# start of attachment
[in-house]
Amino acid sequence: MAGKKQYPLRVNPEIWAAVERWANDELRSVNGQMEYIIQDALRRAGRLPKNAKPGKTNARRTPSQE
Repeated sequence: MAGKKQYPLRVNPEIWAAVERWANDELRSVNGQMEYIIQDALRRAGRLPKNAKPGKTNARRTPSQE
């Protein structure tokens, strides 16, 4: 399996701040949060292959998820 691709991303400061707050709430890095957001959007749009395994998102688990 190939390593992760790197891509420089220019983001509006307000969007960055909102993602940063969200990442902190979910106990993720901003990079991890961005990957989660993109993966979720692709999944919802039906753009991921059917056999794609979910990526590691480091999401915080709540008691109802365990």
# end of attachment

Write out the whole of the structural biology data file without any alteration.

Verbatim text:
[in-house]
Amino acid sequence: MAGKKQYPLRVNPEIWAAVERWANDELRSVNGQMEYIIQDALRRAGRLPKNAKPGKTNARRTPSQE
Repeated sequence: MAGKKQYPLRVNPEIWAAVERWANDELRSVNGQMEYIIQDALRRAGRLPKNAKPGKTNARRTPSQE
């Protein structure tokens, strides 16, 4: 399996701040949060292959998820 691709991303400061707050709430890095957001959007749009395994998102688990 190939390593992760790197891509420089220019983001509006307000969007960055909102993602940063969200990442902190979910106990993720901003990079991890961005990957989660993109993966979720692709999944919802039906753009991921059917056999794609979910990526590691480091999401915080709540008691109802365990």